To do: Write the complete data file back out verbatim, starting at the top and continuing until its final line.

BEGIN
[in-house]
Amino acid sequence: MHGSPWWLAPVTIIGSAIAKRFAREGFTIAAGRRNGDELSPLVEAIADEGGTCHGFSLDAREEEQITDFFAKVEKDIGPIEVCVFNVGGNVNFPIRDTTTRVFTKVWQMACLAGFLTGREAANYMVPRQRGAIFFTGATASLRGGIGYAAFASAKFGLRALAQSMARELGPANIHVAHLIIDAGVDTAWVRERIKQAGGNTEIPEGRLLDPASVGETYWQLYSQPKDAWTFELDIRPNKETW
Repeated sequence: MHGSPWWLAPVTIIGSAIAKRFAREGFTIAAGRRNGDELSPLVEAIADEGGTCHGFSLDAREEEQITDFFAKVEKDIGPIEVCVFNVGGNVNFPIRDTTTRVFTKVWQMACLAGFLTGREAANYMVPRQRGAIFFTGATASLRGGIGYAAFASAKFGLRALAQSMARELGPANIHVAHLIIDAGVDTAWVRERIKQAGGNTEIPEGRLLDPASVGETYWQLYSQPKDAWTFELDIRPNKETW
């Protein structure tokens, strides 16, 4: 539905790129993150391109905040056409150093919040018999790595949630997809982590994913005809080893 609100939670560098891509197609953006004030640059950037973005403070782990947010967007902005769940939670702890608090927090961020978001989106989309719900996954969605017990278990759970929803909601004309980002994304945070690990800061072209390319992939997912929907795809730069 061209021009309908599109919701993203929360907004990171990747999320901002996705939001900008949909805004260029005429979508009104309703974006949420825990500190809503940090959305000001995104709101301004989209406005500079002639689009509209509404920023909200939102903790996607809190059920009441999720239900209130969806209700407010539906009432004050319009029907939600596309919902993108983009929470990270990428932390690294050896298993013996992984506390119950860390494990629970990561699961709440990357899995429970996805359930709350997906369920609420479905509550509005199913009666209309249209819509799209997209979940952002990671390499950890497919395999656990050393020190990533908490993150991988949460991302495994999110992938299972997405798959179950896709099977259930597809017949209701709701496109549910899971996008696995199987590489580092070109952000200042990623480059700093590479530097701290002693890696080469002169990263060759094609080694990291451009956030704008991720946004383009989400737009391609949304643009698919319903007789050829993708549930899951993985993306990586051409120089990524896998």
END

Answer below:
[in-house]
Amino acid sequence: MHGSPWWLAPVTIIGSAIAKRFAREGFTIAAGRRNGDELSPLVEAIADEGGTCHGFSLDAREEEQITDFFAKVEKDIGPIEVCVFNVGGNVNFPIRDTTTRVFTKVWQMACLAGFLTGREAANYMVPRQRGAIFFTGATASLRGGIGYAAFASAKFGLRALAQSMARELGPANIHVAHLIIDAGVDTAWVRERIKQAGGNTEIPEGRLLDPASVGETYWQLYSQPKDAWTFELDIRPNKETW
Repeated sequence: MHGSPWWLAPVTIIGSAIAKRFAREGFTIAAGRRNGDELSPLVEAIADEGGTCHGFSLDAREEEQITDFFAKVEKDIGPIEVCVFNVGGNVNFPIRDTTTRVFTKVWQMACLAGFLTGREAANYMVPRQRGAIFFTGATASLRGGIGYAAFASAKFGLRALAQSMARELGPANIHVAHLIIDAGVDTAWVRERIKQAGGNTEIPEGRLLDPASVGETYWQLYSQPKDAWTFELDIRPNKETW
């Protein structure tokens, strides 16, 4: 539905790129993150391109905040056409150093919040018999790595949630997809982590994913005809080893 609100939670560098891509197609953006004030640059950037973005403070782990947010967007902005769940939670702890608090927090961020978001989106989309719900996954969605017990278990759970929803909601004309980002994304945070690990800061072209390319992939997912929907795809730069 061209021009309908599109919701993203929360907004990171990747999320901002996705939001900008949909805004260029005429979508009104309703974006949420825990500190809503940090959305000001995104709101301004989209406005500079002639689009509209509404920023909200939102903790996607809190059920009441999720239900209130969806209700407010539906009432004050319009029907939600596309919902993108983009929470990270990428932390690294050896298993013996992984506390119950860390494990629970990561699961709440990357899995429970996805359930709350997906369920609420479905509550509005199913009666209309249209819509799209997209979940952002990671390499950890497919395999656990050393020190990533908490993150991988949460991302495994999110992938299972997405798959179950896709099977259930597809017949209701709701496109549910899971996008696995199987590489580092070109952000200042990623480059700093590479530097701290002693890696080469002169990263060759094609080694990291451009956030704008991720946004383009989400737009391609949304643009698919319903007789050829993708549930899951993985993306990586051409120089990524896998």